Read any magazine devoted to fitness and before long it's likely that you'll come across the term "cross-training". Seem a bit too sporty? Put off by this seemingly daunting term? Read on and see how cross-training can benefit your exercise programme, and your fitness.
What is cross-training?
Essentially cross-training is simply doing a number of different sports or activities: instead of focusing on, say, running three times a week, you might run once a week, do yoga and perhaps a session of weights. For the casual sports person it doesn't really matter which exercise you do, but serious athletes will use a tried and tested selection of activities designed to build strength, stamina, speed and so on.
What are the advantages of cross-training?
It is much easier to sustain an exercise regime if you are training using a variety of activities. You will be more mentally stimulated by the challenge of trying new things, and executing new moves.
Physically as well, your body very quickly becomes accustomed to the same old routine: not allowing it to settle into patterns means that you will burn more calories, remain more alert and retain or gain more fitness. Also, because you will be using whole different groups of muscles, you will have a balanced physique instead of rock-hard leg muscles and weak, saggy arm muscles!
What if I only like one sport?
Everyone has favourites when it comes to exercise, and there are a few tricks to employ even if you love just one sport. If you like running, for example, vary the pace of your run. For example, run at 7km an hour for two minutes before running at 10km an hour for another two. Keep alternating between the two speeds this is known as interval training. As you get fitter you can up the speeds, add in some extra gradient for hill training, include a fast walk or run for longer the choice is yours.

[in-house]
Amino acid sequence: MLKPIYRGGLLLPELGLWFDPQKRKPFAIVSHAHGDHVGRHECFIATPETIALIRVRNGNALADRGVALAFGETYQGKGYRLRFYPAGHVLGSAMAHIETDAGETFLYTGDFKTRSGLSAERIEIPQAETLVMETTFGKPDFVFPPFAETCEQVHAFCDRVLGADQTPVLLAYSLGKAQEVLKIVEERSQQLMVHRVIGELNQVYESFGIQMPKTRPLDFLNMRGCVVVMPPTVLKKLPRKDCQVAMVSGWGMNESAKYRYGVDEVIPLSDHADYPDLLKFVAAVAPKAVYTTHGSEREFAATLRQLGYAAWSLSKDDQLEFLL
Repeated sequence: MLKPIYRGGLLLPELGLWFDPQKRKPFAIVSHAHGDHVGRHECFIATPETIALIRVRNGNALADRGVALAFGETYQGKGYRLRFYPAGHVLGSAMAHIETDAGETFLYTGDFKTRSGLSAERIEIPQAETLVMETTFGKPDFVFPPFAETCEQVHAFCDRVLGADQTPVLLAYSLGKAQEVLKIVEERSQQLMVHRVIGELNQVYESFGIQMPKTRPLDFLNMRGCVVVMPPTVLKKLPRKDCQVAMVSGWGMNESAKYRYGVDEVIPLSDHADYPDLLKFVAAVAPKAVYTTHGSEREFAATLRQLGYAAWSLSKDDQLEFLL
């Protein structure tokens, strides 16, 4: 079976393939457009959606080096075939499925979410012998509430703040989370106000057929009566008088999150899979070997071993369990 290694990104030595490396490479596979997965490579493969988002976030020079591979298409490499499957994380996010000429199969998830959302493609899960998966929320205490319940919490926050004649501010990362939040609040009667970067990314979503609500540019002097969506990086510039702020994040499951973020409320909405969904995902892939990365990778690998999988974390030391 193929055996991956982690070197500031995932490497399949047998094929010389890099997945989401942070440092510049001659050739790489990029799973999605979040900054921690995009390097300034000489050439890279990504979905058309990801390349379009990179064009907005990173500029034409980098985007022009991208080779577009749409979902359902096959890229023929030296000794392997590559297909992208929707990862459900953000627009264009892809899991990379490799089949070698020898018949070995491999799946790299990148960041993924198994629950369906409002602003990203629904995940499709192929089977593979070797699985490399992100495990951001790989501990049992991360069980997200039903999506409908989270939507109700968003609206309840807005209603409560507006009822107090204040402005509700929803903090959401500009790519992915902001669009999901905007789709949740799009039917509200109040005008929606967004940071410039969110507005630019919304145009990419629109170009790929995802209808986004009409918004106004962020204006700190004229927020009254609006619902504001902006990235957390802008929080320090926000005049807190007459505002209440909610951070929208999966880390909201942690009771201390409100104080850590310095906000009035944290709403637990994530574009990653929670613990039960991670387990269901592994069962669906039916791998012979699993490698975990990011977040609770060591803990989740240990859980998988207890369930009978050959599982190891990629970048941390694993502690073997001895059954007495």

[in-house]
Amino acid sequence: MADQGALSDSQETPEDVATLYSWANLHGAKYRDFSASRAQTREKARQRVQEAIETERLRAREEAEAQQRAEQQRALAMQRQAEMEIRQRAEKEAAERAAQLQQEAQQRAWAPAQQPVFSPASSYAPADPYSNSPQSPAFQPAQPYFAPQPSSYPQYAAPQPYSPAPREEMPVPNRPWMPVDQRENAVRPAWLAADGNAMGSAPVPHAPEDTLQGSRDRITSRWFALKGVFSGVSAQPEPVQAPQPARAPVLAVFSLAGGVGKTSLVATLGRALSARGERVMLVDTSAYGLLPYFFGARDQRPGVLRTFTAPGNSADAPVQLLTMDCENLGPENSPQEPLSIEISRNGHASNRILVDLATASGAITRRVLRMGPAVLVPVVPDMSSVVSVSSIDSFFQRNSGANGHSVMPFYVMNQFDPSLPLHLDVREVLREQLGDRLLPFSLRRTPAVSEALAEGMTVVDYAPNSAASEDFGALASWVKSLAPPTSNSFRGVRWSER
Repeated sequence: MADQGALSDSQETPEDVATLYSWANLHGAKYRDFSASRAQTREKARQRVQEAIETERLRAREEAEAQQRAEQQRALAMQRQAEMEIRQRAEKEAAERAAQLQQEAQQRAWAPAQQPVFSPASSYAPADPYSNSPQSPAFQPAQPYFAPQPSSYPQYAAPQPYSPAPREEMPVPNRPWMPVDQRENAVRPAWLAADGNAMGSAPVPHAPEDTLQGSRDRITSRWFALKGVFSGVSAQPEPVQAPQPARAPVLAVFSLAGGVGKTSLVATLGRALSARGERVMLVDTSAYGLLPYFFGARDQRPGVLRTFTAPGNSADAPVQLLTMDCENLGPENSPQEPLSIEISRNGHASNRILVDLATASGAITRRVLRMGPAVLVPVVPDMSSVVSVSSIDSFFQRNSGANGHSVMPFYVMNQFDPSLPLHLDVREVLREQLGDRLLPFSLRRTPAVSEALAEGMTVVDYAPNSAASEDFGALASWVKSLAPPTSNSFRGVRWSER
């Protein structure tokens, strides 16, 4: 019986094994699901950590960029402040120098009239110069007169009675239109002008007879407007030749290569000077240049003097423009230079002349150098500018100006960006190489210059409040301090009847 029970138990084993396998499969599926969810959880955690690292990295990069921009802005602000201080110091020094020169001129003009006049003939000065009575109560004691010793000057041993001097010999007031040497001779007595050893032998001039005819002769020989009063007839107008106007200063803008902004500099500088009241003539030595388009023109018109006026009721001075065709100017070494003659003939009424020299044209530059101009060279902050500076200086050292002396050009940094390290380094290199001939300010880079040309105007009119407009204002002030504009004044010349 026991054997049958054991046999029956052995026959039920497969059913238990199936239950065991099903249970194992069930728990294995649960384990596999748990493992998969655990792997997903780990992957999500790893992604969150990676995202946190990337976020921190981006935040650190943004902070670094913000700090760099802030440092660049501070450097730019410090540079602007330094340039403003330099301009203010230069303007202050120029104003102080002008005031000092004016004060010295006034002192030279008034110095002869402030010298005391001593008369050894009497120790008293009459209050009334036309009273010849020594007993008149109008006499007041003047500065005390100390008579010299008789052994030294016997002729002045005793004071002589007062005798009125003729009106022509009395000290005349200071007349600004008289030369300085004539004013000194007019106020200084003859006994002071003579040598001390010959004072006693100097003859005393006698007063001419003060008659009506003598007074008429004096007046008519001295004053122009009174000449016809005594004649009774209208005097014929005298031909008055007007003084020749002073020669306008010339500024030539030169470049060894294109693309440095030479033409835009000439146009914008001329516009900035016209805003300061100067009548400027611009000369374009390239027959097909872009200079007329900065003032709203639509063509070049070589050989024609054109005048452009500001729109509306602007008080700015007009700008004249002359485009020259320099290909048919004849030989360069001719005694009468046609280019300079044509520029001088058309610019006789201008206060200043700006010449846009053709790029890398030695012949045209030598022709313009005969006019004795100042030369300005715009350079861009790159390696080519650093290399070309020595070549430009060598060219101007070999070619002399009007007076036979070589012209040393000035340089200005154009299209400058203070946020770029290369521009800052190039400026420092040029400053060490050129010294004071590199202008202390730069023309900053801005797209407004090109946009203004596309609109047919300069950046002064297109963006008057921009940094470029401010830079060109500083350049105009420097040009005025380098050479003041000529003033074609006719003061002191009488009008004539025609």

If you are a beginner to planned exercise, you may feel that you lack in confidence to go outside your comfort zone to do activities that you feel may make you look foolish, fat or uncoordinated. Build up your confidence by doing your favourite sport for a while once you've got used to going to the gym, running in the street or doing those yoga poses, you'll feel more comfortable in expanding your horizons and maybe trying pilates, spin, lifting weights and so on. Going with a friend may also help to alleviate this lack of confidence.
Exercise does not have to be formally planned, and it can be fun. Get a group of friends together and go for a bush walk, hire kayaks and get paddling out on Australia's many waterways and on the ocean, get out on those tennis courts and hit a ball around. The more you do, the more you'll benefit.
Good luck with your training!